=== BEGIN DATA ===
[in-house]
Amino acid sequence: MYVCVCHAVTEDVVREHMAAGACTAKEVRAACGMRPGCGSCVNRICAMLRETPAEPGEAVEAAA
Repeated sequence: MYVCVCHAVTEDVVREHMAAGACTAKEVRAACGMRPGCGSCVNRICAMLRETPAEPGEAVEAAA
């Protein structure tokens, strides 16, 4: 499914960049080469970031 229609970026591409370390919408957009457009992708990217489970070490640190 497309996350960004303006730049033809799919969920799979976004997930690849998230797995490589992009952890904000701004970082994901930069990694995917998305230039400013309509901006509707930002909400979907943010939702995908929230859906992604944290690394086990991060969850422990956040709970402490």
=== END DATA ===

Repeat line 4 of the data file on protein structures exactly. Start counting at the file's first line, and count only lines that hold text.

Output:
């Protein structure tokens, strides 16, 4: 499914960049080469970031 229609970026591409370390919408957009457009992708990217489970070490640190 497309996350960004303006730049033809799919969920799979976004997930690849998230797995490589992009952890904000701004970082994901930069990694995917998305230039400013309509901006509707930002909400979907943010939702995908929230859906992604944290690394086990991060969850422990956040709970402490």